A Certain Reserve

by Gregg Hake on December 27, 2011

There is a certain reserve in self-respect, a reverence for the fine dignity of the individual self, which keeps man from taking the whole world into his confidence. His real, deeper self he keeps for those who are nearest and dearest. There are men and women who, at the first meeting, as mere casual acquaintances, take you through the windings of their most intimate thoughts, feelings, and experiences. You have a sense of shock at their sudden housecleaning and fumigation of the emotions, as though you were looking at someone in a bathrobe walking down the street. Like the holy place behind the veil in the tabernacle, where even the high priest could enter but once a year, there are some memories, episodes, and experiences in the individual life that are sacred. Self-respect realizes that this sanctuary is no place for a crowd of tourists.” William George Jordan

One of the casualties of the internet is the sense of reserve that comes with having to own up to those things you say and write. I’m sure you’ve read a string of comments after a Youtube post or watched how nasty people become when commenting on other forums under a pseudonym. Reserve is disregarded by cowards cloaked in anonymity.

Granted there is a broad spectrum of people, some who prefer to be extremely private and others who are more open and gregarious, but I have to agree with Mr. Jordan’s assertion that there are levels of sacredness for a good reason. One of the challenges we’ve faced throughout history is that of functioning in a way that the levels can safely appear. Sacredness cannot be destroyed, but it is withdrawn when in the presence of coarseness of any kind.

You cannot generate sacredness beyond yourself if you lack self-respect. You must love and be honest with yourself before you can truly love and be honest with anyone else. Self-respect is the starting point, not the final destination. It is the means by which dignity is made manifest on earth.

{ 6 comments… read them below or add one }

1 S.B.

Thanks Gregg for this post. Beyond the common decency that should be employed on the Internet, it gets to the heart of purpose behind any of our actions. Have a great day!

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2 Scarlett

I’ve really enjoyed your recent posts on self-respect and this is just another amazing one that will keep me thinking for a long time!

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3 Vincent

This post points to an area of understanding that has all but been lost in our present-day world. Levels of sacredness, maintained by appropriate reserve, allow for the buildup and release of power on a controlled basis. This is true within individuals as well as between them.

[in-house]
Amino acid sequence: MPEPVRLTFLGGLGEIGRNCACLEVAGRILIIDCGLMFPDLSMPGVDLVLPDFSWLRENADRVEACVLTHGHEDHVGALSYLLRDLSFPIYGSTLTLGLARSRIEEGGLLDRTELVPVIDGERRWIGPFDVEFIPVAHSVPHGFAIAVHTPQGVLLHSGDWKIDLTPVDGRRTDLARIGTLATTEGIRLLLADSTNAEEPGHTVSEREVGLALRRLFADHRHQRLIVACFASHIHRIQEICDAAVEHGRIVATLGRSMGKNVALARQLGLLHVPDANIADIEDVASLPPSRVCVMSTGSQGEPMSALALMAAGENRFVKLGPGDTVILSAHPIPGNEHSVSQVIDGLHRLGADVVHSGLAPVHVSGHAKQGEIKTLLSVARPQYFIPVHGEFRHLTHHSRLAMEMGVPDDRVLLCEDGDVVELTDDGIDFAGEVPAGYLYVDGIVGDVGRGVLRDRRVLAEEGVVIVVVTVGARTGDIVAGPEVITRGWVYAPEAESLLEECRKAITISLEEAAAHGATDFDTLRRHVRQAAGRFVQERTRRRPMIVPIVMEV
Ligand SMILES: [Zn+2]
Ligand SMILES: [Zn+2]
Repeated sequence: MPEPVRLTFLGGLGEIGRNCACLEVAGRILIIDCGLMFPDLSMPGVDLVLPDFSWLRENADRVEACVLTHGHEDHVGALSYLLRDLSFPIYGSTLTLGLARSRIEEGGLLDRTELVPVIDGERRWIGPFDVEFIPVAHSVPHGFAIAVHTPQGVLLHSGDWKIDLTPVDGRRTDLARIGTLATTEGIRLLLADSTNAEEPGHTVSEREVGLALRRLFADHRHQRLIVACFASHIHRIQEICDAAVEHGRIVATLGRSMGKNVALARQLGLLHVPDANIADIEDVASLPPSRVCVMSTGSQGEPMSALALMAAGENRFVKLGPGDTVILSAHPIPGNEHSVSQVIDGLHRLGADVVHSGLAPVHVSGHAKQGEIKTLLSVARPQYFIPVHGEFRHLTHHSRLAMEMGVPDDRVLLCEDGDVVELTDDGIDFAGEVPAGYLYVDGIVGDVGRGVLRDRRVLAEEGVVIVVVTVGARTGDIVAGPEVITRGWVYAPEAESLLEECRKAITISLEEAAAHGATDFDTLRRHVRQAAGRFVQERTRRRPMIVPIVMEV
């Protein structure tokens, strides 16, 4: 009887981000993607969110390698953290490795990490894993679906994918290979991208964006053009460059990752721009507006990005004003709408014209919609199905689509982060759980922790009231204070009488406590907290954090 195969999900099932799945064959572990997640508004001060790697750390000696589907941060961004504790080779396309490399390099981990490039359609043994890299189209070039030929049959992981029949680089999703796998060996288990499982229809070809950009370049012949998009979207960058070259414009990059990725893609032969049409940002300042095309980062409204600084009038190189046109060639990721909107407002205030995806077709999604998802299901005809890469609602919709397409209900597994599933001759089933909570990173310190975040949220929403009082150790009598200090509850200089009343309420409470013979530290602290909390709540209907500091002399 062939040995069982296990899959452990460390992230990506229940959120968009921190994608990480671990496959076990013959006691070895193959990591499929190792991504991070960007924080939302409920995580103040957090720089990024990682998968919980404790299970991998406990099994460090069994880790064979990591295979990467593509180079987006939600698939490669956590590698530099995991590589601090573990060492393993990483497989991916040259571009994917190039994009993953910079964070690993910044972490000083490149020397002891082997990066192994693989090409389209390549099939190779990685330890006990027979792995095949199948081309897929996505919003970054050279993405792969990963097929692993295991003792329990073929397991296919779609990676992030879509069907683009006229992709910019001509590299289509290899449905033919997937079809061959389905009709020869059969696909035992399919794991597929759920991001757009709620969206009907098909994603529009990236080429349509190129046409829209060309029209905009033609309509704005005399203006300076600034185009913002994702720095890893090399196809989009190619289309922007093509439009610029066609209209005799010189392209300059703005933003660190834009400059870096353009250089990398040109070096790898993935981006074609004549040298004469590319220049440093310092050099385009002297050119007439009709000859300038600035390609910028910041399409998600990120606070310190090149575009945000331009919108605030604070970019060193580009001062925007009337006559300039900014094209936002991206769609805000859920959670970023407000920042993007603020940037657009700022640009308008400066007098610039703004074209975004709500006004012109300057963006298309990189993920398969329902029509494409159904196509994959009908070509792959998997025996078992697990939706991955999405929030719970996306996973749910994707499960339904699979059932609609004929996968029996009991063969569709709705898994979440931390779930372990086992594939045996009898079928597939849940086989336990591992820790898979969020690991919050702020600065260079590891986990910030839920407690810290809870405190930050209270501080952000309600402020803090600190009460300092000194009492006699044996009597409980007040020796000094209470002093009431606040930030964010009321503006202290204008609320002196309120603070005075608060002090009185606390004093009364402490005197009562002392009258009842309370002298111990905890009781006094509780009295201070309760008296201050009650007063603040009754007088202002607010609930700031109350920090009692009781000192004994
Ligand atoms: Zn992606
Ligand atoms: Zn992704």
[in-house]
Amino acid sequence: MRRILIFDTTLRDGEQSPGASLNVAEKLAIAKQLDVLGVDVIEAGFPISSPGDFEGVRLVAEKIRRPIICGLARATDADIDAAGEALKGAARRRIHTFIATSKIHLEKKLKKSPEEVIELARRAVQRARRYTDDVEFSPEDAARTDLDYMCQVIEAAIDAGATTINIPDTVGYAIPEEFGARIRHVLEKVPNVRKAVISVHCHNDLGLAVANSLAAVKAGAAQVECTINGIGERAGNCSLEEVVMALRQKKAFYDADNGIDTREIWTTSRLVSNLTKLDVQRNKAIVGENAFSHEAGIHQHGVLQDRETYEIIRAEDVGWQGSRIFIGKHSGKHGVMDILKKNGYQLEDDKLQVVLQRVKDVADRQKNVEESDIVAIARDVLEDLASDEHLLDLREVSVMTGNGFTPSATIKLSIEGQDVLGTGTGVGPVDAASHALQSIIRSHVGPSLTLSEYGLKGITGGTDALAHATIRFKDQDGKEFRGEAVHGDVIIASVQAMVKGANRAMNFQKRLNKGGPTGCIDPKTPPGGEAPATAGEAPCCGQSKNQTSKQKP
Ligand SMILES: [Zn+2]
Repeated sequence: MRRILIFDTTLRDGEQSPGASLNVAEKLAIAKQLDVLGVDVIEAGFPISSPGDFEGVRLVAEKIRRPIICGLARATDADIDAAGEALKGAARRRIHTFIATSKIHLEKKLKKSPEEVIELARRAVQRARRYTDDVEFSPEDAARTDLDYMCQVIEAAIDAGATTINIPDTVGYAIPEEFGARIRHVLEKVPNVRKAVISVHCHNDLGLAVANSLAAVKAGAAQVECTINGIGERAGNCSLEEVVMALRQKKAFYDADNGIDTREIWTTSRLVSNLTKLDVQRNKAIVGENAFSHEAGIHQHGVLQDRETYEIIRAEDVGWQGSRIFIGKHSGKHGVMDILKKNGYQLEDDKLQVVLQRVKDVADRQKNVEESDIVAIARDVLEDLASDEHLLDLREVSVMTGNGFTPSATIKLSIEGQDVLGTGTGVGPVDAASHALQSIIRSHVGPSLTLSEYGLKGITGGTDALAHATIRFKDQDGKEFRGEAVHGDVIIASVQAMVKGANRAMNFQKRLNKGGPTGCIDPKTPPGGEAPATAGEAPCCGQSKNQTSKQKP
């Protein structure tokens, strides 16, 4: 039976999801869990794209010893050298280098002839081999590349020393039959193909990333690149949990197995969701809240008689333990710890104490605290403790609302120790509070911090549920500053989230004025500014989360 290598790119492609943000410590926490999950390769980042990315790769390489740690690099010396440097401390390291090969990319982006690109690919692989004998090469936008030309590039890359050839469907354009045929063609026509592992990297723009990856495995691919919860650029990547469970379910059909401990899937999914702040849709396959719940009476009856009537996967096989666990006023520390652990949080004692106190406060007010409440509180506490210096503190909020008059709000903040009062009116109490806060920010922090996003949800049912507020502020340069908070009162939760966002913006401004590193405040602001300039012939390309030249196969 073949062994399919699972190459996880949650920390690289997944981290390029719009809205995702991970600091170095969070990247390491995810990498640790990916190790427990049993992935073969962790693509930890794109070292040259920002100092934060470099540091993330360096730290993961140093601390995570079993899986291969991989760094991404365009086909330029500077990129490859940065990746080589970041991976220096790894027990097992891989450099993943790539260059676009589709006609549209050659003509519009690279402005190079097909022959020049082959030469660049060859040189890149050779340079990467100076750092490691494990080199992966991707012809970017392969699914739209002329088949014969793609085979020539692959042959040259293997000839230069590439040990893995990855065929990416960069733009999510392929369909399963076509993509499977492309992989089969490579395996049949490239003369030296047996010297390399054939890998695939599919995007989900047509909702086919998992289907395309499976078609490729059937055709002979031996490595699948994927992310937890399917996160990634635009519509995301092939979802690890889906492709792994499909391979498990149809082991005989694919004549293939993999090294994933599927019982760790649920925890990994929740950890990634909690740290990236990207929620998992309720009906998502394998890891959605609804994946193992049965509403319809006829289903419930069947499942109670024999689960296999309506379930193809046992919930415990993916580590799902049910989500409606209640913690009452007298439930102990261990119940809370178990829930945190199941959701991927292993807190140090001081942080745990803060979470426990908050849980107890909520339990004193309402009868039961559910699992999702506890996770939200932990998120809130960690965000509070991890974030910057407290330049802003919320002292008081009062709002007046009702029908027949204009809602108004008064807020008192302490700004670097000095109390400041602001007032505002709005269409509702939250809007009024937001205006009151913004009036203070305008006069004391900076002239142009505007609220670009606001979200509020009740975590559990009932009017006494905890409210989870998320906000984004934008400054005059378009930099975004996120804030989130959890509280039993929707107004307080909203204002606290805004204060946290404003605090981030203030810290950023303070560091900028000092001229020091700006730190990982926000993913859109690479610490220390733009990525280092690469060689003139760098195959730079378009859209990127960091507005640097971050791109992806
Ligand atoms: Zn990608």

What is one’s own awareness of sacred things, and at what point, if any, will one violate what is recognized to be sacred? From the answers to these questions, everything of significance proceeds.

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4 Colin

It seems to me that one of the reasons people give up their quiet reserve is that they get frightened by the strength and power that appear when you deny the tumult of the world access to every part of you. When you let an unthinking stream of yourself spew forth constantly, you have no pressure, just like a gravity fed hose will trickle with no reserve of water behind it. When you keep the proper reserve of self-respect, you have something to draw on when the time comes.

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5 Doug

The Internet has replaced the “over the fence neighbor talk”(that was often regrettable)with an exposure ,that it seems, most don’t realize the future ramifications of. Things said anonymously will be exposed as the value of who said what becomes a commodity for litigation, consumer trends and other information tied to a monetary gain.
Self respect is the very basis for personal transformation. Great post!

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6 CCF

Sacredness has been in the eyes of the beholder, tied inextricably to the purity of the heart. Study any culture and you’ll see oddities that at some point may have been an effort to maintain a sacredness. It is something that can’t be institutionalized or legislated. It begins with self respect and moves naturally to respecting others. Interesting post-thanks.

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